By Patrick Butler
In a Nutshell: The FTSE100 sold off sharply last week, giving up almost half of this year’s gains.
Sterling strength, jitters before next week’s budget and the election in May, further weakness in oil and profit-taking all serve to explain the down-draught, which contrasts starkly with the performance of the German index.
The DAX30 was up 3.04% last week (more, now, than the FTSE’s entire gain so far this year), and has seen a staggering 21.8% rise so far this year. As predicted, much of the new money generated through quantitative easing is finding its way into financial assets – in particular – the stock market. $35.6bn has flowed into European equity funds in 2015 so far breaking all previous records.
The Euro’s fall (which finds its cause in the ECB’s easy money policies) has given the entire corporate sector a shot in the arm. It is not just exporters which benefit. Domestic producers are able to squeeze out foreign competition from the likes of the UK (with its relatively high sterling costs) through import substitution.
In the US, watch out this week for the Empire State Index (on Monday) and the Philadelphia Fed index (on Thursday). We expect to see modest increases in both cases. Industrial production for February, released on Monday will probably see a 0.2% to 0.3% rise, held back by poor weather.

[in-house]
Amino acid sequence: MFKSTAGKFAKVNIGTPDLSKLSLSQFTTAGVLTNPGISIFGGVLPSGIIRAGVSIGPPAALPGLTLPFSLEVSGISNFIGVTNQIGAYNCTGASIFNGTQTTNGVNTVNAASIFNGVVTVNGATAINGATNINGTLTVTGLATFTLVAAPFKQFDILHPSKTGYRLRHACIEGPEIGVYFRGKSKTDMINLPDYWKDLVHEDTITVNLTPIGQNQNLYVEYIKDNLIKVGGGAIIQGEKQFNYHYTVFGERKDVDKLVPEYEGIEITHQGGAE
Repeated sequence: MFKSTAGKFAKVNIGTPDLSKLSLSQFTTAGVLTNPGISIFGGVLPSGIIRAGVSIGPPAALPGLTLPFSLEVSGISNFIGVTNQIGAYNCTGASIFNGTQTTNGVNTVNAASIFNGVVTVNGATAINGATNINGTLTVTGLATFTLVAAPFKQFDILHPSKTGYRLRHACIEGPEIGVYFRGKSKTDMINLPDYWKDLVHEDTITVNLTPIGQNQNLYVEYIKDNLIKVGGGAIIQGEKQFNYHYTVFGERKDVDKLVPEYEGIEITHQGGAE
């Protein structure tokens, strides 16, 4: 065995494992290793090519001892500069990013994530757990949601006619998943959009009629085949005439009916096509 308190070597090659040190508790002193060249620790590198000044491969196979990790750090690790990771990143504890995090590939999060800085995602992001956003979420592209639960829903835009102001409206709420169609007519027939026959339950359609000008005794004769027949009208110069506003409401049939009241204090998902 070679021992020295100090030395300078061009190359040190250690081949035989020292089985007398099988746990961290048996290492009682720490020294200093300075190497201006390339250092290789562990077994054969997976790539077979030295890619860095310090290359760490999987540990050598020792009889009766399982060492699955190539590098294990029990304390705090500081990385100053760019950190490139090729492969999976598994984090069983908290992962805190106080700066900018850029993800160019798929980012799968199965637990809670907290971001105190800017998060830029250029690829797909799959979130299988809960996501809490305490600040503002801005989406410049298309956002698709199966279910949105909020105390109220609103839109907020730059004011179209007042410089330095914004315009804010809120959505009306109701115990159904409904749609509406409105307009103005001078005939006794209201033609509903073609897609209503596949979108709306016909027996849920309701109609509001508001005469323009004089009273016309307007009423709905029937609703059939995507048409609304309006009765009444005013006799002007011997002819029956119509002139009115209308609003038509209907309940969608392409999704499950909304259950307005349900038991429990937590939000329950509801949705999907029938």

More important than the data releases is the Federal Open Market Committee meeting on Wednesday.
The big question is whether the FOMC decides to drop the word “patience” to describe its stance towards monetary policy normalisation. If it does not, a hike in the next couple of months will almost certainly be off the agenda.
Given, though, the clear underlying strength of the US economy, the word probably will be dropped, though the balance of probabilities is relatively even. If the word is omitted, expect a knee-jerk sell-off of the US indices.
In Europe, the ZEW economic surveys should show continuing recovery which will further fuel stock market strength across the continent. As so often, any negative news is likely to emanate from Greece, where the government has been siphoning off public pension funds to meet current payments on civil servants’ salaries.
Revived talk of war reparations from the Germans, raised once again by Prime Minister Tsipras, has served only to alienate further the Eurozone’s paymaster. What is disturbing is that the Greeks appear to be in desperate short-term financial straits little more than a week after the ECB increased emergency funding to Greek banks by EUR 600 million.
The weakening euro is a shot in the arm for corporates. Photo: iStock
On the corporate front, Sainsbury's makes a trading statement on Tuesday when we expect to learn that fourth quarter like-for-like sales fell by over 2%. More important than the absolute numbers will be the trend; are there signs of the country’s third biggest supermarket chain turning the tide?
North Sea oil producers, among them Shell, Premier Oil and BP are likely to benefit on Wednesday from measures which we believe will be announced in the budget to increase investment allowances and reduce the overall tax rates on production.